Before examining Stevens’ argument further — an argument which I support — I must raise a slight objection to his dissing directed innovation as only producing “adequate results in some cases.” History is filled with game-changing innovations that have resulted from directed innovation. Think of Edison and the electric light and the Wright brothers and flight. Their efforts were very directed and their results changed the world forever. I’ve always found it interesting that people feel the need to denigrate an opposing or competing viewpoint in order to make their ideas look better. In some cases, like the one at hand, both the directed and philosophical approaches have much to recommend them. Or, as I argue later, the philosophical approach often leads to the directed approach. Circumstances should determine which approach to use. Back to Stevens and his arguments in favor of philosophical idea generation.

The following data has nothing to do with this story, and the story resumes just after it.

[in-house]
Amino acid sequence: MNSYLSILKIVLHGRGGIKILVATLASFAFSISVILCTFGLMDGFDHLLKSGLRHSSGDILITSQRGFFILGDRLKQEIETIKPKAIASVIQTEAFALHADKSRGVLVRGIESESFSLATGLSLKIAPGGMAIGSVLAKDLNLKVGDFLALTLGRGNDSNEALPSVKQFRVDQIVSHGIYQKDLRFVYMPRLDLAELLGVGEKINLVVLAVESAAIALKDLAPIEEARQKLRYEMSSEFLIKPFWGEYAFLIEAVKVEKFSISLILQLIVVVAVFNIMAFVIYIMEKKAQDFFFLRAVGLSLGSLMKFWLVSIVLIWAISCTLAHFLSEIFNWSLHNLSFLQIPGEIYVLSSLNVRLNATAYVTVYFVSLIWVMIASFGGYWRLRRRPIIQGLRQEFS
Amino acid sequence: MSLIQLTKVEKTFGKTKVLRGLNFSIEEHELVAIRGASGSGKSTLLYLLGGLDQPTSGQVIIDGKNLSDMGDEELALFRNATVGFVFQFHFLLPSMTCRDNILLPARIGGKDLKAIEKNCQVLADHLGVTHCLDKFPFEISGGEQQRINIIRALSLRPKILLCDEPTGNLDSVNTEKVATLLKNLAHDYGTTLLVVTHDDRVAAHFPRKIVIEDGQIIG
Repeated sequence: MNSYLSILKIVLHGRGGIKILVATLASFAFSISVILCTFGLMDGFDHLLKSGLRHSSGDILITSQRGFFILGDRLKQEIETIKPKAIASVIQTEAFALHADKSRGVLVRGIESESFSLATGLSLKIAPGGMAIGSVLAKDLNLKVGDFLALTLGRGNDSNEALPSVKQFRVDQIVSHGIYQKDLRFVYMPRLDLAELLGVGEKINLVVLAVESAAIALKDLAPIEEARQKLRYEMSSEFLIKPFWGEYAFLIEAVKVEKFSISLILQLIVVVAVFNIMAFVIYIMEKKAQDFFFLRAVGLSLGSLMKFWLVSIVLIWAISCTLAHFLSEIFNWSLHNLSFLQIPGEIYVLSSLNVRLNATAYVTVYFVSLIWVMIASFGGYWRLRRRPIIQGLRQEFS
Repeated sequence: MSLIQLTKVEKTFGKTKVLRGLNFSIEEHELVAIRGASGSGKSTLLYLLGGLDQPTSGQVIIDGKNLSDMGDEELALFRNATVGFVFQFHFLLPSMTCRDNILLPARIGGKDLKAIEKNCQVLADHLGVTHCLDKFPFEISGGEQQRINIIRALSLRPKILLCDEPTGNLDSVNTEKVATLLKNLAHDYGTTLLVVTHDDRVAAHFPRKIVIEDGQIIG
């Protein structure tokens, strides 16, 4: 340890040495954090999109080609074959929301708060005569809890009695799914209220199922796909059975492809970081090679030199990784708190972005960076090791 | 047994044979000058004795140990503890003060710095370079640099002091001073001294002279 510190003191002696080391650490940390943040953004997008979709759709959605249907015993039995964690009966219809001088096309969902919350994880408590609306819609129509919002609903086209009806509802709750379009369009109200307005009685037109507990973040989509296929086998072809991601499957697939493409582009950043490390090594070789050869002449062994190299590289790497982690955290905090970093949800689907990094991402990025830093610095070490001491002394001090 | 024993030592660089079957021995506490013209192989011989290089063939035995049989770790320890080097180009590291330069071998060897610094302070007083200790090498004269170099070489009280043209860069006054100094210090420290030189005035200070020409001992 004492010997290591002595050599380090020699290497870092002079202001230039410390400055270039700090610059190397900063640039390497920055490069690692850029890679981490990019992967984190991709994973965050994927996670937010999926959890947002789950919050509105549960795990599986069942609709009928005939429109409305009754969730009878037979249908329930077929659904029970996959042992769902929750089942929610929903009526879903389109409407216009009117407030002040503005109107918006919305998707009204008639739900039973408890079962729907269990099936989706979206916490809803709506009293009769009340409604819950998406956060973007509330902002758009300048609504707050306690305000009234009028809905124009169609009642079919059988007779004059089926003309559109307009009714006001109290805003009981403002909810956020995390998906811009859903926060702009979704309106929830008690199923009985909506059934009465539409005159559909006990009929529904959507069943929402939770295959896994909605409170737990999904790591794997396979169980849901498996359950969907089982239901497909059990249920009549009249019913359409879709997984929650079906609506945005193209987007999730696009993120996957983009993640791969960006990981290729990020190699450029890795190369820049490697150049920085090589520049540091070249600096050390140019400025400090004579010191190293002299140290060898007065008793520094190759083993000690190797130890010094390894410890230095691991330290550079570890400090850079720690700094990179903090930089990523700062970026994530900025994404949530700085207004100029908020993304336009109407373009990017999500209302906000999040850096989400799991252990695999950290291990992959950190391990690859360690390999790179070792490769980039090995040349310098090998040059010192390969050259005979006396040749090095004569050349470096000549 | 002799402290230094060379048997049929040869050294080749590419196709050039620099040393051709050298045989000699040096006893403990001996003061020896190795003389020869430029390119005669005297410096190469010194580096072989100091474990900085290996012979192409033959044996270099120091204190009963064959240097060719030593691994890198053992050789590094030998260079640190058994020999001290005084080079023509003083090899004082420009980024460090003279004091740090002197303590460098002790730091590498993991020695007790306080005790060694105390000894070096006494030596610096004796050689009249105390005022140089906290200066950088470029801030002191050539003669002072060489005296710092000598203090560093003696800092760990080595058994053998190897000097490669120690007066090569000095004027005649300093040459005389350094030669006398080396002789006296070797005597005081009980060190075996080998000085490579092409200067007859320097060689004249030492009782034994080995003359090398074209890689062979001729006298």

To make his point, Stevens discusses conferences sponsored by the Sante Fe Institute starting in the 1990s whose objective was to explore the metaphysical topic of life itself. “What are the defining properties of life? Can the defining properties of life be understood in an abstract way, independent of the details of biological life as it appears here on Earth? Can we re-create the defining properties of life in other things, like computer programs or robotic machines?” Present at those meetings were individuals from diverse disciplines (e.g., “biologists, mathematicians, engineers, programmers and philosophers”). Such diverse groups have historically proven to be valuable. Frans Johansson (@) calls it the “Medici Effect.” In his book on that subject, Johansson focuses on the value of creating a space in which people from diverse fields of expertise can get together to exchange ideas. The Medici’s were a wealthy and powerful Italian family who played an important role in the Renaissance. The family’s wealth permitted it to support artists, philosophers, theologians, and scientists, whose combined intellect helped burst the historical pall known as the Dark Ages. That kind of result is exactly what Stevens is looking for and why he values the philosophical approach to innovation. Stevens talks about attending a few of these conferences and the “energy” participants felt while there. He also discusses one of the threads that conference attendees pursued — synthetic life. He writes: